The Sunday Times has reported that BBC chairman Richard Sharp agreed to help Boris Johnson secure a loan of up to £800,000 during the period when the government was considering appointing him to the BBC job and Johnson was Prime Minister.
Johnson has said he received no financial advice and Sharp has said there was no conflict of interest. Even so, the story has led the news coverage of big media organisations – including the BBC – and augmented the ongoing “Tory sleaze” narrative. It has also served as a reminder that Johnson’s relationship with Sharp goes back to at least the earliest days of his time as Mayor of London.
Sharp rose to a senior position at Goldman Sachs, where he was Rishi Sunak’s boss, before leaving in 2007 and becoming chair of the Royal Academy of Arts – a position he still held when Johnson was first elected Mayor in May 2008.
A few weeks prior to that election it was reported by the Telegraph that if Johnson was elected Sharp would be helping with the Mayor’s Fund for London, a new charity Johnson had pledged to set up as a philanthropic vehicle to help young Londoners (the charity was set up and still exists).
In October 2008 Sharp was also appointed by Johnson to a board of London 2012 legacy advisers, a role he retained until 2010, and to his economic advisory board.
At that time Sharp lived in Kensington with his then wife Victoria Sharp, now Lady Robey and in the same month the Sharps were included by the strongly pro-Johnson Evening Standard in its list of London’s 1,000 most influential people. The couple were described as “philanthropists” who, earlier that year, had launched the charity London Music Masters whose goals were described as nurturing “musical talent in deprived parts of the capital” and providing scholarships to promising violinists.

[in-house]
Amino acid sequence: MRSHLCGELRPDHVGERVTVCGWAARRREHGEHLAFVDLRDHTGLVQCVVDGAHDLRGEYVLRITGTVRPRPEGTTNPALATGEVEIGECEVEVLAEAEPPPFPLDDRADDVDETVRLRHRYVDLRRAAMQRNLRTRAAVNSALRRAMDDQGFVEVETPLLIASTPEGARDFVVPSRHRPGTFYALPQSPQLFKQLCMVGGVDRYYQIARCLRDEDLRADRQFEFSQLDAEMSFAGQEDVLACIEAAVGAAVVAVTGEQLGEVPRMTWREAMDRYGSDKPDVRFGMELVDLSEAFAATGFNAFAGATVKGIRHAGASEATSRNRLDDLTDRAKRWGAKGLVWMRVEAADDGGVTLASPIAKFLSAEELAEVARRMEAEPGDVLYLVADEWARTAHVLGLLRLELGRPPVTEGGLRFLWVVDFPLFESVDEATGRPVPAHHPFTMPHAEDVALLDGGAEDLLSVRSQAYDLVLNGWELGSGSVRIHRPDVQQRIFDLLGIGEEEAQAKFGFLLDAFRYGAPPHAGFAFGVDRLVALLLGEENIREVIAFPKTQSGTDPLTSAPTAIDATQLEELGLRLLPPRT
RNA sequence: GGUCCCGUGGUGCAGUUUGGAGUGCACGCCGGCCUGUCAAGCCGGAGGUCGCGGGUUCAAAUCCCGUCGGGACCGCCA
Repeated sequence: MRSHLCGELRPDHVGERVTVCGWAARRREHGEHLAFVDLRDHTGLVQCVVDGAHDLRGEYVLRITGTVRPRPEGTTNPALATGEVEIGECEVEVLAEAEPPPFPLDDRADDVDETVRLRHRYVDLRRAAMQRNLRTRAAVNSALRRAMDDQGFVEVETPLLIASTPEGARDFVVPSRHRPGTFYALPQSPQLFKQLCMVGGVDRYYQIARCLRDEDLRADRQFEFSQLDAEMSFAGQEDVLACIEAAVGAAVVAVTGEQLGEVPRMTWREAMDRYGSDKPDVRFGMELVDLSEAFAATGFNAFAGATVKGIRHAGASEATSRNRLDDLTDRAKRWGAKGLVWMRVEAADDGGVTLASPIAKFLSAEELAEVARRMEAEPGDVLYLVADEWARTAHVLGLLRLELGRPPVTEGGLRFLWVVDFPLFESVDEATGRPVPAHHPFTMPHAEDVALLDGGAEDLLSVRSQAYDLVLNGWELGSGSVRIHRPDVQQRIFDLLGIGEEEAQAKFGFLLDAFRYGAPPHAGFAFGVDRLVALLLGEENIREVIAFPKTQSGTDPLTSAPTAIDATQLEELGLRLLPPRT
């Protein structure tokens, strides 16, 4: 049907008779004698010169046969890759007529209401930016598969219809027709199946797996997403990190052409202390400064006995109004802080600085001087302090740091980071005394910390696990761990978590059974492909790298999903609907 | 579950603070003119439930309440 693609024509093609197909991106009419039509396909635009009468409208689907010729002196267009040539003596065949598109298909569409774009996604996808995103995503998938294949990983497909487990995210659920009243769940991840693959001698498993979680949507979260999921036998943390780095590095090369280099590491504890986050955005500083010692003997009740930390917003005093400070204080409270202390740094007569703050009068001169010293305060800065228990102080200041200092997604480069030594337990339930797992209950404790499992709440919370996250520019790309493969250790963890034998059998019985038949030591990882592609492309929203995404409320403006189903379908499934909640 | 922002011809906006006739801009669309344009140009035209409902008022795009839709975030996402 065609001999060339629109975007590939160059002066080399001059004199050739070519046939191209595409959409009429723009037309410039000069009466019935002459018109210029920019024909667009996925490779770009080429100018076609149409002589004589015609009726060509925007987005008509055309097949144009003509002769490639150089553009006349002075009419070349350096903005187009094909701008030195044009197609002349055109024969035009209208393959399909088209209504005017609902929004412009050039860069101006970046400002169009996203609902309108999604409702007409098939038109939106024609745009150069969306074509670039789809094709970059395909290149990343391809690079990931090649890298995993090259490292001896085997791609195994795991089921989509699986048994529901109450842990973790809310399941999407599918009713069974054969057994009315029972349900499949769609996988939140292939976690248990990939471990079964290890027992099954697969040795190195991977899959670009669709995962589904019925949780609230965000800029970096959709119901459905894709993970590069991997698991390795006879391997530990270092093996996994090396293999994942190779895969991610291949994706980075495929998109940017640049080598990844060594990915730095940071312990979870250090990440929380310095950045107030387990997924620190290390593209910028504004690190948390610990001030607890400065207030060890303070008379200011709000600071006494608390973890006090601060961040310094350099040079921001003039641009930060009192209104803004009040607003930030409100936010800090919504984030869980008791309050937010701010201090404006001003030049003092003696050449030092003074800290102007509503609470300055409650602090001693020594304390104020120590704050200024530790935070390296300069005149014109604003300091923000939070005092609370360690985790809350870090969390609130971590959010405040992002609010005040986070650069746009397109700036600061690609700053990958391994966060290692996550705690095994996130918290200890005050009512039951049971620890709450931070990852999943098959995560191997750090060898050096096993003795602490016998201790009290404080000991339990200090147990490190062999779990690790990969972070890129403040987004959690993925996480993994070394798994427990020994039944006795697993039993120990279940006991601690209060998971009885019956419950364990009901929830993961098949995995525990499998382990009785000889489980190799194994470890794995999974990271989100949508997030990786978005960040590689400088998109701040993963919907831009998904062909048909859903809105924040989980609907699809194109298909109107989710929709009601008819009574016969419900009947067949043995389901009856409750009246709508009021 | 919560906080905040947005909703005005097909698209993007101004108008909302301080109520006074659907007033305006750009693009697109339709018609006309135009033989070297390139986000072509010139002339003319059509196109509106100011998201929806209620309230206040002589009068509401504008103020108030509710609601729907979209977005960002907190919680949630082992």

The Standard’s editor at that time was Veronica Wadley, a former Daily Mail deputy editor, who had encouraged Johnson to run for Mayor against Labour incumbent Ken Livingstone. She stood down from her Standard job in early 2009 and later that year was nominated by Johnson to be the new head of the Arts Council in London. The appointment was blocked by Ben Bradshaw, culture secretary of the Labour national government, on the grounds that the selection process had breached the so-called Nolan principles produced in 1995 to provide a basis for “ethical standards expected of public officer holders”.
It emerged that two of the three people who interviewed hopefuls for the Arts Council role did not think Wadley was qualified: one of them expressed “severe misgivings” about her and another warned that she had “almost no arts credibility”. The only panel member who favoured her was Johnson’s own culture adviser, but Johnson had pressed ahead with nominating Wadley just the same.
In October 2009 Johnson re-advertised the job and expressed his determination that Wadley would get it. He appointed a fresh interview panel, which turned out to include Victoria Sharp. Fresh interviews took place the on 2 June 2010, the month after Labour was defeated at a general election and replaced by the Conservative-led coalition government. On 10 June it was announced that Wadley had been appointed Arts Council London chair after the then culture secretary, Jeremy Hunt, approved her re-nomination by Johnson.
In between those two dates, on 7 June 2010, Johnson visited a primary school in Lambeth to see a performance by pupils helped by the London Music Masters charity. Veronica Wadley was given a seat in the House of Lords by Johnson in October 2020. Richard Sharp was appointed chairman of the BBC under Johnson’s premiership in February 2021.
Photograph: Johnson when Mayor in December 2011.
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